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Anna Roe; Functional Connectivity of Color and Form in V1 and V2. Journal of Vision 2011;11(15):21. doi: https://doi.org/10.1167/11.15.21.
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© ARVO (1962-2015); The Authors (2016-present)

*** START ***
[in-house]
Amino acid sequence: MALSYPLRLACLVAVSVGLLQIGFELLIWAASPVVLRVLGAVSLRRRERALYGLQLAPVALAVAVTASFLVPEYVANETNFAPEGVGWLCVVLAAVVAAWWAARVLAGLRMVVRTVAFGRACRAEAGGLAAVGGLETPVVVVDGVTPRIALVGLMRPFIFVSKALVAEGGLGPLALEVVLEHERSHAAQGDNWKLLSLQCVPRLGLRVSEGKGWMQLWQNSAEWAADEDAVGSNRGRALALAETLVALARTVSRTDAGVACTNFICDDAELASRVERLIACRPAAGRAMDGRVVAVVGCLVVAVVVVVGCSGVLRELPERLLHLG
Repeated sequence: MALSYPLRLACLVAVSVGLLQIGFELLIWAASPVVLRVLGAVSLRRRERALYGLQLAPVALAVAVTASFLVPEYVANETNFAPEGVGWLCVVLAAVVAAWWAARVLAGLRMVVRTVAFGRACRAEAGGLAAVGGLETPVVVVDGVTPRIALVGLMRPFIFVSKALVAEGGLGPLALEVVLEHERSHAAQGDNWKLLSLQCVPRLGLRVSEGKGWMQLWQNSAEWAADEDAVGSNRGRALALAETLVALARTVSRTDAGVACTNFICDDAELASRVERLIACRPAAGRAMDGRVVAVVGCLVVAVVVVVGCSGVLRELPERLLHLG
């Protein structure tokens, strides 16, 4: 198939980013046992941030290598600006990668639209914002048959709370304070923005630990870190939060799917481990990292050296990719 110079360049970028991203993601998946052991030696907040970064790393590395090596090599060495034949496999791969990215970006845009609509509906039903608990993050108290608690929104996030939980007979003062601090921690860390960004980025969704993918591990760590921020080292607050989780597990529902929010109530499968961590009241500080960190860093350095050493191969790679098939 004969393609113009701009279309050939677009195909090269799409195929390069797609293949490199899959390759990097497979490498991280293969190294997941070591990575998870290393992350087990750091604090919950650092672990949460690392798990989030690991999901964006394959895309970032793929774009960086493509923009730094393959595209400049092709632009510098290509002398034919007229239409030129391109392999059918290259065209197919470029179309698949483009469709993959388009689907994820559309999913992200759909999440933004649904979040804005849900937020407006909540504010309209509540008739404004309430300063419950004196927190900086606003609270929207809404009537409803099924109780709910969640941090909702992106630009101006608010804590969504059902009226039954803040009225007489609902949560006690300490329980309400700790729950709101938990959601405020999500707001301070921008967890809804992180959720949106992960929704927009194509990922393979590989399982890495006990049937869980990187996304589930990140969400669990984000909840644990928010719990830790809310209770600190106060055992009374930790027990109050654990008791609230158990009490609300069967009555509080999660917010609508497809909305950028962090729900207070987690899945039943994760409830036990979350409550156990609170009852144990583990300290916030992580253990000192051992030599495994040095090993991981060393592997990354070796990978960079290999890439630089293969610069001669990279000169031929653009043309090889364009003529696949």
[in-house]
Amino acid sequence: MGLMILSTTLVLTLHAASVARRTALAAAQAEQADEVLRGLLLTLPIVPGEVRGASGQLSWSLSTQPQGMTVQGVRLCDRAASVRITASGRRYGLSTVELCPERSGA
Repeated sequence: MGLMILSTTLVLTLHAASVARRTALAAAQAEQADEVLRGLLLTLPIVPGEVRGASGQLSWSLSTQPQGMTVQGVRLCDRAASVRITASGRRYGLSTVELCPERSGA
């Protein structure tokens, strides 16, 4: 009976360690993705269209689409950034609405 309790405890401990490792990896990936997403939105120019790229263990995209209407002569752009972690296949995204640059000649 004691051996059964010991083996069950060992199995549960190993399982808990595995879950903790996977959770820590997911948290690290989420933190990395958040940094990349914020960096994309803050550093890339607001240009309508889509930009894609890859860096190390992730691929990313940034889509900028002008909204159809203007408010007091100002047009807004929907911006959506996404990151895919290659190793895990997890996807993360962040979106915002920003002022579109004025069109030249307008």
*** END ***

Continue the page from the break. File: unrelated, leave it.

The encoding of visual object perception is achieved at early visual processing stages by distinct circuitry for object surface (e.g. color) and object shape (e.g. contour) features. In Macaque monkeys, within primary visual cortex (V1), blobs and interblobs are associated with color and form processing, respectively; in the second visual area (V2), color and form are associated with distinct functional stripes. However, little is known about the functional circuitry between such structures. We have examined functional interactions within and between color and form pathways in V1 and V2 by conducting cross correlation studies of pairs of V1–V2 neurons. We find evidence for two distinct functional networks between V1 and V2. The network for color tends to be color-matched and is characterized by a broad divergent network capable of linking distant locations in the visual field. We find V1–V2 form networks are of two types: a more tightly synchronized, orientation-preserving network and a less synchronized orientation-diverse network. In contrast to the divergence of color networks, the form network is more spatially focussed, exhibiting only local spatial interactions. Our examination of interactions between surface and form suggests the presence of a border-to-surface direction of information flow. We suggest that such diversity of V1–V2 interactions underlies the spatial and functional integration required for computation of higher order surface and form perception.
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